Keeping Things Fresh

I am excited to introduce one of my favourite whodunnit authors today, Dr Catriona King.

I have read three of her D.C.I. Craig novels, set in Belfast. They are impeccably written and very addictive. You can see my review of The Visitor HERE. And her fourth,  The Waiting Room  was launched by Crooked Cat last week. I just know that her stories would adapt well to a TV series, and what’s more, Catriona would write the scripts herself!

The Waiting Room (#4 - Belfast's Modern Thriller Series)

You have developed a technique to your writing, which works for me every time, and it appears that you know Belfast like the back of your hand. What led you to start writing a detective series there?

 I’ve always loved the Rebus novels written by Ian Rankin, and the way they educate the reader about Edinburgh. I wondered why no-one had done something similar in Belfast. But then I wondered if perhaps because ‘The Troubles’ here had lasted so long, people perhaps had been reluctant to write ‘ordinary’ modern crime stories e.g. crimes that could have occurred anywhere. So I decided to.

 I wanted to write a modern thriller series that had nothing to do with looking at the past but was right up-to-the-minute. I wanted the series to show Belfast and Northern Ireland for the modern European city and country that they are.

 There is so much beautiful scenery here, so many great shows, restaurants and shops that I thought someone needed to write about them, hopefully in an entertaining way!

 How long does it take you to write each book?

 Oh now, that’s an interesting question. I think the first draft probably takes about two months, but it can take longer if I’m busy with ‘real life’. The second draft, which in some cases is almost a re-write, can take the same time again.

 Then of course there will be the changes suggested by my editor which will take another few weeks. So minimum probably 3-4 months, maximum probably 5. Unless I get writers’ block…

And is every one more – or less – of a burden?

I’ve just released book four in the D.C.I. Craig series which is called ‘The Waiting Room’. After writing four books about the same team, set in the same place, I think that there’s a danger of becoming stale. So I’ve  made a conscious decision to leave D.C.I. Craig for a few months and write something completely different, to keep things fresh.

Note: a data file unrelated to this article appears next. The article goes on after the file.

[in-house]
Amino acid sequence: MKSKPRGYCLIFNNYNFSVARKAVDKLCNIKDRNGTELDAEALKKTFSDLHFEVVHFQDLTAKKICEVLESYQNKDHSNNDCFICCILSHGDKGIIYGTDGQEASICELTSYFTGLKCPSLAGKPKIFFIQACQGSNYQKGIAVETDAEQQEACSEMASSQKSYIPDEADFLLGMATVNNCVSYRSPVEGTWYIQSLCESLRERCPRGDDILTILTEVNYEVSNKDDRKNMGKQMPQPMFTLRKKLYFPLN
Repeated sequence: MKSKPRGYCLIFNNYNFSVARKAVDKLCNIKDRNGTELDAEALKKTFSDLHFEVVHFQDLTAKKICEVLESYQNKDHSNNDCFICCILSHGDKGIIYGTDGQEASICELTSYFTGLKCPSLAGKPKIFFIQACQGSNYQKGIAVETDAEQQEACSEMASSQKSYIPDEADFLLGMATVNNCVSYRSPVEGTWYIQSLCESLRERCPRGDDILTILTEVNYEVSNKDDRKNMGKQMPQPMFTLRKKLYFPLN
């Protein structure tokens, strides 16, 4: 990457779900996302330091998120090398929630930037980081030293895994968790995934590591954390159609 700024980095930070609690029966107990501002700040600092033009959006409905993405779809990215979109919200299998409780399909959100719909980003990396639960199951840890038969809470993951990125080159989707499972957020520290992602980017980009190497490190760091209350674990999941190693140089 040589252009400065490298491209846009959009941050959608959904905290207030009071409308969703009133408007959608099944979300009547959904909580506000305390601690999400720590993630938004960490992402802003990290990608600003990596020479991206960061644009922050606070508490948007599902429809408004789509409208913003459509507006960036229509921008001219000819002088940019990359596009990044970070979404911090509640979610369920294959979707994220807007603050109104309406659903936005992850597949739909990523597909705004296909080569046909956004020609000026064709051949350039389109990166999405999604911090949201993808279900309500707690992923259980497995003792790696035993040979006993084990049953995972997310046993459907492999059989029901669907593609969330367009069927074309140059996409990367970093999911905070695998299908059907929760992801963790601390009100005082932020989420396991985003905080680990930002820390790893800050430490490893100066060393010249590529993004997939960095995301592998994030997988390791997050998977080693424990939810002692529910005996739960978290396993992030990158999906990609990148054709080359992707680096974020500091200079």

I’m currently writing a novel set in New York called ‘The Carbon Trail’. It’s a spy/science thriller and has completely new characters. The first draft will hopefully be completed by July.

 I’ll start writing book five in the D.C.I. Craig series in the autumn. I’m too fond of the characters to leave them for long.

Tell us about other pieces you have published, and where.

My first attempt at writing fiction was when I was eleven years old. It was for a competition and I won an encyclopaedia, which I still have. I loved English literature at school but my writing fell by the wayside while I was practicing medicine, purely from a lack of time. Although I did write a lot of academic articles during my medical career and was a full time journalist on a medical newspaper called ‘Pulse’ for about six months. I’ve written book chapters on management as well.

 On a less academic note, I’ve written a play which will be performed soon.

 I would love to write a regular column for a newspaper or magazine in Northern Ireland, just to have a quirky look at everyday life here. There is plenty of material out there!

 I would also love to script D.C.I. Craig for television. I’m very open to offers, if anyone out there is listening!

Are you still practising your forensic medical profession?